Plus we tried "Dodge City"- how'd that work out ? There was a reason they checked guns at the city limit. ONLY then did things become "civilized". How in the HLLL did we ever get here ? eek
More people with guns that have insane firepower only feeds the paranoia !! mad
Posted by: MrB

Re: Now is the time - 12/15/12 10:16 PM

What people call "Dodge City" is a misconception. The town of Dodge City was kept wild on purpose to bring in the cattle from Texas. They did ths for about 15 years from 1872 to 86. When the boom died. They tried to keep a balance so that the town could profit from the cattle drivers when they were paid at the end f the drive. They spent their money at the numerous saloons and brothels, bath houses, cafes. Also the men would buy fancy clothes, and tack.

I saw a receipt from Robert Wrights store ( the main mercantile) where his daily gross was over $4,000 that's a lot of money in those times and for a town with pop of 1500.

They wanted to keep the drivers liquored up. So they tried to keep the guns down.

But why the mass shootings now, when it is hard to get legal weapons when for decades is was easy but not so many publicized shootings? Is it the attitude of the populace? It must be. Why don't folks look at the prevalence of the populace to use drugs. When I was in school, I never worried about getting shot at school. Why not? Every farm boy had a gun in his car or truck. I did on occasion have a car at school. When I did it often had a rifle in it. No one thought about it. Why now. Can't be the guns. There are no guns at school now. Haven't been for years. Can you say that about drugs?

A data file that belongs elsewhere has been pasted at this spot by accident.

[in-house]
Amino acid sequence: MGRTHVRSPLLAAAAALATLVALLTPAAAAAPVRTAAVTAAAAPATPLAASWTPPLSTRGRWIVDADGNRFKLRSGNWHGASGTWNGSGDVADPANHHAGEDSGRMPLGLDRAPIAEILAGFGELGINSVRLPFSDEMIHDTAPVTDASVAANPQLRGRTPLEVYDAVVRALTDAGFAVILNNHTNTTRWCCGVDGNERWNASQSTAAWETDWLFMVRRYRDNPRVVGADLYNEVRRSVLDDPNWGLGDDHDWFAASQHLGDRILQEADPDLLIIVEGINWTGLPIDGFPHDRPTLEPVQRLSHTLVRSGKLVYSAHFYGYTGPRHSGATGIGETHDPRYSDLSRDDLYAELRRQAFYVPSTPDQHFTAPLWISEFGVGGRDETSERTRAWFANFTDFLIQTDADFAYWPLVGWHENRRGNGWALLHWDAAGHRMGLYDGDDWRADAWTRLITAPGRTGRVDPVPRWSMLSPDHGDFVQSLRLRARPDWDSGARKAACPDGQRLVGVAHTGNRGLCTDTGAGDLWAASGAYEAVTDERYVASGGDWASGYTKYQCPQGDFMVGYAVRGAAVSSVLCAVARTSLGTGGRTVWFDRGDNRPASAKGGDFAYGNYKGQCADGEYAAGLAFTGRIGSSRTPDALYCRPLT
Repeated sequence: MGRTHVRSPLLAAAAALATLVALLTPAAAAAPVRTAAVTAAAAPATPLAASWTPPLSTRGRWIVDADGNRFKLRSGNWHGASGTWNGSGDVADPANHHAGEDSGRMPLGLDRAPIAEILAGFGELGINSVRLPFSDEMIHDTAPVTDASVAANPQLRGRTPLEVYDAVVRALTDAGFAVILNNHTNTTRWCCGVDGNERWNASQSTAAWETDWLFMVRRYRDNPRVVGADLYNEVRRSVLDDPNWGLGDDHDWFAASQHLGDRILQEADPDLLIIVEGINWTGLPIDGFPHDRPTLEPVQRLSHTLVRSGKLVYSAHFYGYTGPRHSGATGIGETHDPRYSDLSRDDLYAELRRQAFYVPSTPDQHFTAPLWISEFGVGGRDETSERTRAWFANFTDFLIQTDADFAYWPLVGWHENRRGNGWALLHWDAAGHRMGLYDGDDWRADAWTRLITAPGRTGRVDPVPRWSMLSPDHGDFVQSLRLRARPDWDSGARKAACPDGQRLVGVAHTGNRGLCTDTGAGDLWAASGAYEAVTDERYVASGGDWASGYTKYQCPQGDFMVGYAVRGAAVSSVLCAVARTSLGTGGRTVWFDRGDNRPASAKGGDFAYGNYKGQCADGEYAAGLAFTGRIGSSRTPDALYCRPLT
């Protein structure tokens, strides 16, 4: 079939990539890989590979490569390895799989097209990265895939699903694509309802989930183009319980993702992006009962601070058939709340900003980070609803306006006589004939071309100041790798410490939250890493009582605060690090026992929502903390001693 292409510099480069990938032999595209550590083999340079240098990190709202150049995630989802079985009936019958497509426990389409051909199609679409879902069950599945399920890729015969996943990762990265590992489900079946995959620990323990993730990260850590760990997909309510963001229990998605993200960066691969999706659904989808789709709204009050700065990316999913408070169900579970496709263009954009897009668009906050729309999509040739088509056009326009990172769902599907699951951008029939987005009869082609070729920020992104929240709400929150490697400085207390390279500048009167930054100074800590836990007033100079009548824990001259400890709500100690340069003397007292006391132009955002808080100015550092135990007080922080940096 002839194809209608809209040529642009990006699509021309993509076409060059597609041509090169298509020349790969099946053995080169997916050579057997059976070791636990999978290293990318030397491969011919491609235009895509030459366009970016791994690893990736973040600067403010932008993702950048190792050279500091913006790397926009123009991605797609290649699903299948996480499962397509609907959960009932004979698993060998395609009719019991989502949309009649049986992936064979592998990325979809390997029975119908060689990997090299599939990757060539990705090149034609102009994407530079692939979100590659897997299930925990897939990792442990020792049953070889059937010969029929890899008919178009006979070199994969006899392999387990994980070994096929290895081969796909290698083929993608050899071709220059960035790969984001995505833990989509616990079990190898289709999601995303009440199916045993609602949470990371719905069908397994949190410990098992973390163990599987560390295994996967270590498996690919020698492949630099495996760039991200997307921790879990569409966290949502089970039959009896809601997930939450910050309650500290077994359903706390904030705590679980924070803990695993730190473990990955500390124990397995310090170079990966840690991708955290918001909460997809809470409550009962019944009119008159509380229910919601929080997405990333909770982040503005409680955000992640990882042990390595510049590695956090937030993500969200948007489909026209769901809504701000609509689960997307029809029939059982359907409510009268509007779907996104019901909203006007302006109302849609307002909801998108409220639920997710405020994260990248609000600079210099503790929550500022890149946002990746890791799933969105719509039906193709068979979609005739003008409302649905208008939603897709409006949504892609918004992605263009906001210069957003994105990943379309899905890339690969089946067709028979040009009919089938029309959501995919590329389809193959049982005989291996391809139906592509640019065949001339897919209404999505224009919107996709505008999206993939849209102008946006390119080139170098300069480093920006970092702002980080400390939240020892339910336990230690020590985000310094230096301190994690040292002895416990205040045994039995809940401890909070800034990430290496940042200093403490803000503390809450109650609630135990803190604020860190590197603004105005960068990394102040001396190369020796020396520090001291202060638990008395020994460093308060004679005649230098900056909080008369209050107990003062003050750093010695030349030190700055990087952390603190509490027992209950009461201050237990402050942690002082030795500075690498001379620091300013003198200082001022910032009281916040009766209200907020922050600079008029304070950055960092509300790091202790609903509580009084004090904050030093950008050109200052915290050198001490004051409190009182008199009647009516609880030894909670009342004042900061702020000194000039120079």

But peeps who like their drugs say they are no problem. Peeps who like their guns, say they are no problem. Interesting isn't it. Oh, but people who like their drugs say that when they are using them they aren't thinking of killing people. Well, people who work with guns recreationally aren't thinking of killing people, in fact, they are very cautious.

Dave
Posted by: six_of_one

Re: Now is the time - 12/16/12 07:39 AM

Originally Posted By: MrB
But why the mass shootings now, when it is hard to get legal weapons when for decades is was easy but not so many publicized shootings? Is it the attitude of the populace?

While I disagree that it's hard to get legal weapons these days, the underlying question is a good one -- definitely part of the problem is societal. My take on this is that back when you and I were going to school, massacring people by the room-full was unheard of -- so far out of our experience as to not even be an option we could consider. Not that the world was necessarily a less-violent place back then, but a vast majority of Americans were blissfully ignorant of such violence, even if only conceptually.